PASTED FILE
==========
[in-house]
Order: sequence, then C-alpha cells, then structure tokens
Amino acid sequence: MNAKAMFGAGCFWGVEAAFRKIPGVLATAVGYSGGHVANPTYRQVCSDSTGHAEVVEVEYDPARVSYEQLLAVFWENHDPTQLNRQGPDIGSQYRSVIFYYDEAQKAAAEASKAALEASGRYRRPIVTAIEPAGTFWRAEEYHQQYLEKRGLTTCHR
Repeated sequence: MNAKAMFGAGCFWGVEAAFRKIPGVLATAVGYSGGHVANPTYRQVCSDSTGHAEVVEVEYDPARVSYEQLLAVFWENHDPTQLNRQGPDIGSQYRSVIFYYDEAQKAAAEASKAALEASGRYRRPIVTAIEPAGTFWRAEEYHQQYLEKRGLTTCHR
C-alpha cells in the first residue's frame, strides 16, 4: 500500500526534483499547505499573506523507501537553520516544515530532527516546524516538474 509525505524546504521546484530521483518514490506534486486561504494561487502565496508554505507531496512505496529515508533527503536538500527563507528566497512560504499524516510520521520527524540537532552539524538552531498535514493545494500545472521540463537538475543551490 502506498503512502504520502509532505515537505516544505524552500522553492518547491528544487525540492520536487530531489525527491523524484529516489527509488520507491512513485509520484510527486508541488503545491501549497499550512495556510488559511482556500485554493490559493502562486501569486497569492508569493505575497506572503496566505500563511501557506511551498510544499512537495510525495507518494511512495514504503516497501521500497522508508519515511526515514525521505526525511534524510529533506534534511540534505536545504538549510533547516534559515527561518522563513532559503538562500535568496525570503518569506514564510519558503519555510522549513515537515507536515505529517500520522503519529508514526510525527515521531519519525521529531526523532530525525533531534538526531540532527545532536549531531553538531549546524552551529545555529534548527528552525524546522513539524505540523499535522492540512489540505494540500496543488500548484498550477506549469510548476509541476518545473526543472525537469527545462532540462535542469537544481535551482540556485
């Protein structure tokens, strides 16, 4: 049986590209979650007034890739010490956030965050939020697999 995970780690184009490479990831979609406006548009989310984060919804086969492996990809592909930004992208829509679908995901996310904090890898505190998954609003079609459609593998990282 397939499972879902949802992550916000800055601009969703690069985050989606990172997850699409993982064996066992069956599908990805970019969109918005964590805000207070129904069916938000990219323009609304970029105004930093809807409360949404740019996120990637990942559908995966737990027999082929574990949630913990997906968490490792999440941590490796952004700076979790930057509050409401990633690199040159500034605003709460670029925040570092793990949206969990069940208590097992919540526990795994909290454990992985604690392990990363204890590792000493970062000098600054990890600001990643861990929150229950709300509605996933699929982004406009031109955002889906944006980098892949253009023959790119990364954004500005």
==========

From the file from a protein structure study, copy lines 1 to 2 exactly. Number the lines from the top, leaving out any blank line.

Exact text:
[in-house]
Order: sequence, then C-alpha cells, then structure tokens